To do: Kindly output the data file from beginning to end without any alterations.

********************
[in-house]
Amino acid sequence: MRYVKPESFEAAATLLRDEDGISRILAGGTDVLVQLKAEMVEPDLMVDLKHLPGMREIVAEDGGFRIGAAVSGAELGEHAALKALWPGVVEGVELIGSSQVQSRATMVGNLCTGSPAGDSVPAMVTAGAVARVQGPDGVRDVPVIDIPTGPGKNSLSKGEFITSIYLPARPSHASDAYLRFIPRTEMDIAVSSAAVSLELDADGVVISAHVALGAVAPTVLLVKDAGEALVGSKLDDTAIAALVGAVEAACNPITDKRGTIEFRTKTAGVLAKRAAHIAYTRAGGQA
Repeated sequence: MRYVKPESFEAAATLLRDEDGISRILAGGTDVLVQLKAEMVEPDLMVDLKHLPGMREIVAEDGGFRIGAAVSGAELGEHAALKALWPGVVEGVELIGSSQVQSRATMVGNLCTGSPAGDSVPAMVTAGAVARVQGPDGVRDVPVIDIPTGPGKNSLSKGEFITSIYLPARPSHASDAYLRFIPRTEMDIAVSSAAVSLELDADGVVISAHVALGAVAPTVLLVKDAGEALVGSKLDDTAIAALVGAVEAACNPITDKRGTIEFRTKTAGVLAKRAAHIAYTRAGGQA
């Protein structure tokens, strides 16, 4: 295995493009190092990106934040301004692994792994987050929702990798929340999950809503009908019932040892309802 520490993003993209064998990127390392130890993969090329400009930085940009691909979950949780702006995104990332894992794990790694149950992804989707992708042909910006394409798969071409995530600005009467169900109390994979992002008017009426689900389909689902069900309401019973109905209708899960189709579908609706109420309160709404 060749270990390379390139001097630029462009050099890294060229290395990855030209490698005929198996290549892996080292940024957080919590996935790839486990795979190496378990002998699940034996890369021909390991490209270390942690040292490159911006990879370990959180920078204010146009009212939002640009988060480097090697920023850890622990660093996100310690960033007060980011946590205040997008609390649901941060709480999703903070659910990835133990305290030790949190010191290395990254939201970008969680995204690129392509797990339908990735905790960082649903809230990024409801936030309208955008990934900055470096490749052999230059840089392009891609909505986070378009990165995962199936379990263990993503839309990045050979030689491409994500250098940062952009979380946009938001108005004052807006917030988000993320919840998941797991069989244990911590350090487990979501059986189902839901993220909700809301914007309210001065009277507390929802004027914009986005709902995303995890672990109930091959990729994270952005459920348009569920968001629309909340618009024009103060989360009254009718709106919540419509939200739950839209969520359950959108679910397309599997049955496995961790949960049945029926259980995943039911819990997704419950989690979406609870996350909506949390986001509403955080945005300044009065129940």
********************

[in-house]
Amino acid sequence: MRYVKPESFEAAATLLRDEDGISRILAGGTDVLVQLKAEMVEPDLMVDLKHLPGMREIVAEDGGFRIGAAVSGAELGEHAALKALWPGVVEGVELIGSSQVQSRATMVGNLCTGSPAGDSVPAMVTAGAVARVQGPDGVRDVPVIDIPTGPGKNSLSKGEFITSIYLPARPSHASDAYLRFIPRTEMDIAVSSAAVSLELDADGVVISAHVALGAVAPTVLLVKDAGEALVGSKLDDTAIAALVGAVEAACNPITDKRGTIEFRTKTAGVLAKRAAHIAYTRAGGQA
Repeated sequence: MRYVKPESFEAAATLLRDEDGISRILAGGTDVLVQLKAEMVEPDLMVDLKHLPGMREIVAEDGGFRIGAAVSGAELGEHAALKALWPGVVEGVELIGSSQVQSRATMVGNLCTGSPAGDSVPAMVTAGAVARVQGPDGVRDVPVIDIPTGPGKNSLSKGEFITSIYLPARPSHASDAYLRFIPRTEMDIAVSSAAVSLELDADGVVISAHVALGAVAPTVLLVKDAGEALVGSKLDDTAIAALVGAVEAACNPITDKRGTIEFRTKTAGVLAKRAAHIAYTRAGGQA
């Protein structure tokens, strides 16, 4: 295995493009190092990106934040301004692994792994987050929702990798929340999950809503009908019932040892309802 520490993003993209064998990127390392130890993969090329400009930085940009691909979950949780702006995104990332894992794990790694149950992804989707992708042909910006394409798969071409995530600005009467169900109390994979992002008017009426689900389909689902069900309401019973109905209708899960189709579908609706109420309160709404 060749270990390379390139001097630029462009050099890294060229290395990855030209490698005929198996290549892996080292940024957080919590996935790839486990795979190496378990002998699940034996890369021909390991490209270390942690040292490159911006990879370990959180920078204010146009009212939002640009988060480097090697920023850890622990660093996100310690960033007060980011946590205040997008609390649901941060709480999703903070659910990835133990305290030790949190010191290395990254939201970008969680995204690129392509797990339908990735905790960082649903809230990024409801936030309208955008990934900055470096490749052999230059840089392009891609909505986070378009990165995962199936379990263990993503839309990045050979030689491409994500250098940062952009979380946009938001108005004052807006917030988000993320919840998941797991069989244990911590350090487990979501059986189902839901993220909700809301914007309210001065009277507390929802004027914009986005709902995303995890672990109930091959990729994270952005459920348009569920968001629309909340618009024009103060989360009254009718709106919540419509939200739950839209969520359950959108679910397309599997049955496995961790949960049945029926259980995943039911819990997704419950989690979406609870996350909506949390986001509403955080945005300044009065129940």